I do the OzInverter, 6kW-15kW, 48vdc to 230vac Pure sine wave 50HZ. Its taken 3 years to get to a published kit design that is now perfected and now operating all over the World.

The below relates to the OzInverter only.

With 'Oztules' help, one of my criteria was to allow the OzInverter to back charge from its 230vac Mini Grid when standard GTI's are connected into that created Mini grid and therefore charge the batteries. And to handle DC sources directly charging the batteries ie, DC coupling at the same time.

However their are parameters that must be met.

1. Max GTI input should not exceed the OzInverter upper working output. Its an H bridge design so voltage can go either way.

2. Basically ......... We can control the GTI's 4 ways,
 A. ..... We use the AC Voltage push back as the batteries charge, this higher AC trips out the GTI's, however the latest OzControl board No12 has a rock steady AC output voltage.
 B ....... We use a DC comparator on the batteries to trip out, simple AC disconnect, the GTI's when the batteries are at a charged state.
 C ........ We control the DC on the DC input side of the GTI's before it goes into the GTI, again comparing the batteries voltage state of charge.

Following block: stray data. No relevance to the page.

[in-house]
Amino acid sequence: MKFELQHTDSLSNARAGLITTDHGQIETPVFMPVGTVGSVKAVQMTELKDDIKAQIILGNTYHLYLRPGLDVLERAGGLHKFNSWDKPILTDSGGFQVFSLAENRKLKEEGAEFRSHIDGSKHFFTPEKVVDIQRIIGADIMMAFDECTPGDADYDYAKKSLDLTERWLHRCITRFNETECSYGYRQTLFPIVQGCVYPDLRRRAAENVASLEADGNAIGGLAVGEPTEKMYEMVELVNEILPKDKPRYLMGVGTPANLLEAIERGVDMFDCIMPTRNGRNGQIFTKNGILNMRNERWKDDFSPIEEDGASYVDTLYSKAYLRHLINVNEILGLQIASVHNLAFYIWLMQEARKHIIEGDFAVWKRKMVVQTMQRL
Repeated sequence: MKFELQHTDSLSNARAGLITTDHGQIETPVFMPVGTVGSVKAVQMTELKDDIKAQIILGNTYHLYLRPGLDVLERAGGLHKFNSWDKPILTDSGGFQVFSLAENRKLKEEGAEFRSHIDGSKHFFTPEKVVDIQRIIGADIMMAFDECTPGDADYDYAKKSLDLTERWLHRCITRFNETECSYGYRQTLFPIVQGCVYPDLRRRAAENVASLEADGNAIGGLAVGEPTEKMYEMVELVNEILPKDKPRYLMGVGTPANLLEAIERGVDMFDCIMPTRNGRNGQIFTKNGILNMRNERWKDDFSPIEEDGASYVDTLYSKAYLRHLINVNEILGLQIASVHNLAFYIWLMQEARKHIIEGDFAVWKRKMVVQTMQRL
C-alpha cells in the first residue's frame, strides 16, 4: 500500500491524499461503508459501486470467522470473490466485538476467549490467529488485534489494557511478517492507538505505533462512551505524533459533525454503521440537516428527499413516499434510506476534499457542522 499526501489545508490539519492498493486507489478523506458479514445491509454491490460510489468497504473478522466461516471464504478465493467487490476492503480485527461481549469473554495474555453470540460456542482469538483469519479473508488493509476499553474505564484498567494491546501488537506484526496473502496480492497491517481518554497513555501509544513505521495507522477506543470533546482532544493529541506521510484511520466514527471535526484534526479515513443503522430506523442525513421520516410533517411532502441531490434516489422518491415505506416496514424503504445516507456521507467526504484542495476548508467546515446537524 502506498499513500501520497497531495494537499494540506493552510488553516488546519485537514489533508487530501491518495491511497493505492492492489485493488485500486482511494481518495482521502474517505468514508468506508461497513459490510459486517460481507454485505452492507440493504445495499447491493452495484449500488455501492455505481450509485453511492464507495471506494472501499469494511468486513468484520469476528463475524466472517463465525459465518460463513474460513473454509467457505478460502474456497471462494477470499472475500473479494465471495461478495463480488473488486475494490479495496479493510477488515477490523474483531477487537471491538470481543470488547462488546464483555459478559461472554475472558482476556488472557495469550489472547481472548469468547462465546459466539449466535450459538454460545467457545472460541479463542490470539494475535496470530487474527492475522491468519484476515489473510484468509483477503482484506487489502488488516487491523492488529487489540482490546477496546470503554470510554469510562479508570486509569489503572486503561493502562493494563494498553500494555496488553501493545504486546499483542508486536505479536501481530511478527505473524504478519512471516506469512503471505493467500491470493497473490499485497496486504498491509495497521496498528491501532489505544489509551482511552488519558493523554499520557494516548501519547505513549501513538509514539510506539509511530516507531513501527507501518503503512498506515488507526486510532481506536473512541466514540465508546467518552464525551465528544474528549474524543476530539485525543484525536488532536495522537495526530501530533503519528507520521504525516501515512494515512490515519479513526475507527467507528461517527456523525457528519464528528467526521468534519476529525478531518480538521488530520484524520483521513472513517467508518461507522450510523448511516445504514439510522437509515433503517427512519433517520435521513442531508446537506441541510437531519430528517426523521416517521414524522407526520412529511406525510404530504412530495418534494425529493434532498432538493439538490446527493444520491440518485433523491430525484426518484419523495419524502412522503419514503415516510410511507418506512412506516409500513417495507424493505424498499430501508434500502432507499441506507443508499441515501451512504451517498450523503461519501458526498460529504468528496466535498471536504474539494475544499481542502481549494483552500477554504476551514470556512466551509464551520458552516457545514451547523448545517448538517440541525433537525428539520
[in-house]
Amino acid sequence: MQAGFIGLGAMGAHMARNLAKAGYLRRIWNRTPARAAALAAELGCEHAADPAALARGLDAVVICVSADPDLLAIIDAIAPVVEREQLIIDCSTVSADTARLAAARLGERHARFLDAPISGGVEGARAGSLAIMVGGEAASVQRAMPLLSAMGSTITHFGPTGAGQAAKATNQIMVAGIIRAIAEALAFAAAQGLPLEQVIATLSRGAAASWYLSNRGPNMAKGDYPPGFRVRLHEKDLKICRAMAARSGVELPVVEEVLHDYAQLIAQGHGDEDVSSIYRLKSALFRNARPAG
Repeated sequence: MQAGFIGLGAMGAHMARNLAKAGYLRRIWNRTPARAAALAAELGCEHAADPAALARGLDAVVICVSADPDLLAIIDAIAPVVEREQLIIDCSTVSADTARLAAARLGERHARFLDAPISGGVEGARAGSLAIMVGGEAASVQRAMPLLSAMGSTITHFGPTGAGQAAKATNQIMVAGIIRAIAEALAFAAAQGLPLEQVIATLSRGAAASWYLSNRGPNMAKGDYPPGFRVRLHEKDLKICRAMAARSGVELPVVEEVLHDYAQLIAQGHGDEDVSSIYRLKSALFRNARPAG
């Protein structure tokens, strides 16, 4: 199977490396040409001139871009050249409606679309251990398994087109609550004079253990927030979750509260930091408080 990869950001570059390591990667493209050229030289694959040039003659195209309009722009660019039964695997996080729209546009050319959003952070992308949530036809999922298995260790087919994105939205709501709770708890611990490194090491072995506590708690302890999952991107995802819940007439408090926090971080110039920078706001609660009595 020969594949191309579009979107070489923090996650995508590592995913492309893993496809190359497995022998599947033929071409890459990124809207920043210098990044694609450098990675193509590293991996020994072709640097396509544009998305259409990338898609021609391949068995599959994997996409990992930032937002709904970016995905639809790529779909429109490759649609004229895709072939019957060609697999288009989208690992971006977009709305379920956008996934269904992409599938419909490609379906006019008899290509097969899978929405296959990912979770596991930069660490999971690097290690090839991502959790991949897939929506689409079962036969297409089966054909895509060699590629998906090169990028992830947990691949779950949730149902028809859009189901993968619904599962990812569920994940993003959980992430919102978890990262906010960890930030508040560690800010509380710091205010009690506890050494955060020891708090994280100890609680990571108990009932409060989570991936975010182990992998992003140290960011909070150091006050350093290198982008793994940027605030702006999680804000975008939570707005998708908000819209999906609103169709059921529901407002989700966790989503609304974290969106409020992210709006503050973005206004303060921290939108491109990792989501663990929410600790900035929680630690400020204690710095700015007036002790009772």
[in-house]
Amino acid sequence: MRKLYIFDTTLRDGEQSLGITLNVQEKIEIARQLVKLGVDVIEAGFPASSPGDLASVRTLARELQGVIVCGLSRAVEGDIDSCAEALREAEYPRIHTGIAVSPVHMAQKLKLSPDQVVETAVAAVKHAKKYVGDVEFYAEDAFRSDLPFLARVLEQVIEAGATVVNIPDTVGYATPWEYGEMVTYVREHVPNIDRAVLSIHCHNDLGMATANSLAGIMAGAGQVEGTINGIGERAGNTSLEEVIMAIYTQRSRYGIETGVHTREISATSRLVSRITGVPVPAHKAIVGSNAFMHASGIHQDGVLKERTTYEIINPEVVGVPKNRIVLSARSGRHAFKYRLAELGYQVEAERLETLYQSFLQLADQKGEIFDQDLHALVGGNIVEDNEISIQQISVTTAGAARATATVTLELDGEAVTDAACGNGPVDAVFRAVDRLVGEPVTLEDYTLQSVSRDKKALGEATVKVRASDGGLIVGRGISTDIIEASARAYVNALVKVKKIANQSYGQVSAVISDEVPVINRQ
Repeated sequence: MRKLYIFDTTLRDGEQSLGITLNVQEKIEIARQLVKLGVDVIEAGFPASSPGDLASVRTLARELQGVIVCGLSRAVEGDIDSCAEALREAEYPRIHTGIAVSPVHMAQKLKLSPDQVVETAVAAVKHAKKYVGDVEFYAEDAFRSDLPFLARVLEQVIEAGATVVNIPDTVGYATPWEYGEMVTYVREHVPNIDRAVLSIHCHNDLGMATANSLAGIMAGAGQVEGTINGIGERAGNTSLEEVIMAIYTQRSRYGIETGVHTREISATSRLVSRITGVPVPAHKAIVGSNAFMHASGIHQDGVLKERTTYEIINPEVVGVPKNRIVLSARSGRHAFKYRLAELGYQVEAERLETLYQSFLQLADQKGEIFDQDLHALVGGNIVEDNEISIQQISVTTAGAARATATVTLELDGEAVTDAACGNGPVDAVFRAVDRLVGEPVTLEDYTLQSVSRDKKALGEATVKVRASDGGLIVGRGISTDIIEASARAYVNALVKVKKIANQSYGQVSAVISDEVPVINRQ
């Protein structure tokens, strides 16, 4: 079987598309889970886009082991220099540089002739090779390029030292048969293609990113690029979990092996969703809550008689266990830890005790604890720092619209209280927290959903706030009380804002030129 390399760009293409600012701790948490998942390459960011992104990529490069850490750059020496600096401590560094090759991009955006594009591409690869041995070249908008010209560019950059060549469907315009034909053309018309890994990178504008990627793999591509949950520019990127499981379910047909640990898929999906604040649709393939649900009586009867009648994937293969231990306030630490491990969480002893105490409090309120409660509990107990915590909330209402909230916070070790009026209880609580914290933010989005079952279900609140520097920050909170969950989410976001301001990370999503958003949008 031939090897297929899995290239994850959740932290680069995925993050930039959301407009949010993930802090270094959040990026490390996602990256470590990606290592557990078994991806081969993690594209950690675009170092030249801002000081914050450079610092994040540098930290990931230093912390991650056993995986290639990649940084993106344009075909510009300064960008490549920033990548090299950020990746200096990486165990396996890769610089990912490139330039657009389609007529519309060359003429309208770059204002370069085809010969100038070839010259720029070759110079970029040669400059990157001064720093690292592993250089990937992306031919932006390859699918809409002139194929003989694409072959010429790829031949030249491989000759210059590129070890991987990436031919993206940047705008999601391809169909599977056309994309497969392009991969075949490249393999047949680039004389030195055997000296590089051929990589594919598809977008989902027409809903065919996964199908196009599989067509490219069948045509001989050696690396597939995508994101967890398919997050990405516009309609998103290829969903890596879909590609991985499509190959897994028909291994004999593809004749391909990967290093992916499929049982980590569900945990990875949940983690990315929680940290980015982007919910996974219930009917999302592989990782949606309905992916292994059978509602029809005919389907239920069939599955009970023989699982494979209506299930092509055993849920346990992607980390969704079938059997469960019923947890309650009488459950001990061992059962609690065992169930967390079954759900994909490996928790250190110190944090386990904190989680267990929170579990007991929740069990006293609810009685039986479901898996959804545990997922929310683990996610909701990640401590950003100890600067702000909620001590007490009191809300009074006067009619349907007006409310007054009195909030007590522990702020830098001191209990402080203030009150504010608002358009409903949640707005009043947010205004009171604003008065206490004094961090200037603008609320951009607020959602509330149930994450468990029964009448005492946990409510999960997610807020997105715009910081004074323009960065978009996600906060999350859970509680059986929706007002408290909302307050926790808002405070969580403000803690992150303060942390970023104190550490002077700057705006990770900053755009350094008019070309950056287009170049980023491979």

D ..... We can connect in dump loads or diverting loads, so no RE generation is lost.

(Note, we do not use the HZ increase to back off the OzInverter, this method is foolish and leads to domestic appliances failing).

3. It is preferred to use smallish GTIs rather than one big one, as the smaller ones can be switched in and out sequencially.

4. The Ozinverter must stand alone and be the master, and importantly, it must have sufficient batteries to take the loads asked for the short time before the GTI's kick in. Ie for the 6kW OzInverter a minumum of 500ah of batteries is satisfactory.

At present the LF GTI's all work well, and work is progressing on the HF types of GTI, although there are serious spike issues with HF types.

Other folk are working on a Inverter design that connects to a GTI with minimum batteries. "The design shows great promise".

MPPT DC chargers are very expensive, so AC Coupling using used/second hand GTI's where most have MPPT built in are very cost effective.

PLEASE REMEMBER, High Voltage is dangerous, please seek a competent persons advice with GTI's and Inverters.